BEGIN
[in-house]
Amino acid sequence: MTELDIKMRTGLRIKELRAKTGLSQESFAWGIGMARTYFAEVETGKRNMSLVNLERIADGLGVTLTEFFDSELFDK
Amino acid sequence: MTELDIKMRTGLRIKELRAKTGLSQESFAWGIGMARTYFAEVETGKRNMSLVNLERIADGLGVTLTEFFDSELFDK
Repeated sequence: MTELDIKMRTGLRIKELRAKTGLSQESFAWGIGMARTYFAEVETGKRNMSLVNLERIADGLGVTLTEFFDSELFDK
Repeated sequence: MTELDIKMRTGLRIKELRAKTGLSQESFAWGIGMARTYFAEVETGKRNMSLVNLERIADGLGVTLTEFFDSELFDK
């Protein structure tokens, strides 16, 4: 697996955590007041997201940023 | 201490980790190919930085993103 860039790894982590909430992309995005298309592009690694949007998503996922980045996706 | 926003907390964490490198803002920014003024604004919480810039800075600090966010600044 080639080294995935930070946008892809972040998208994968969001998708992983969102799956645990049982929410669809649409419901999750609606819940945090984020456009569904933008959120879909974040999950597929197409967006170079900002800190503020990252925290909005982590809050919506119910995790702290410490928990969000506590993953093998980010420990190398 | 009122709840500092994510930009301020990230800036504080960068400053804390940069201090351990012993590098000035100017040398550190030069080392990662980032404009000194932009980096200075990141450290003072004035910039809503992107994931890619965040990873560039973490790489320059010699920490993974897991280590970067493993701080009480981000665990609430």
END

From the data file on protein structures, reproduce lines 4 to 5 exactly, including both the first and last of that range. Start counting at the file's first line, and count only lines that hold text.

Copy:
Repeated sequence: MTELDIKMRTGLRIKELRAKTGLSQESFAWGIGMARTYFAEVETGKRNMSLVNLERIADGLGVTLTEFFDSELFDK
Repeated sequence: MTELDIKMRTGLRIKELRAKTGLSQESFAWGIGMARTYFAEVETGKRNMSLVNLERIADGLGVTLTEFFDSELFDK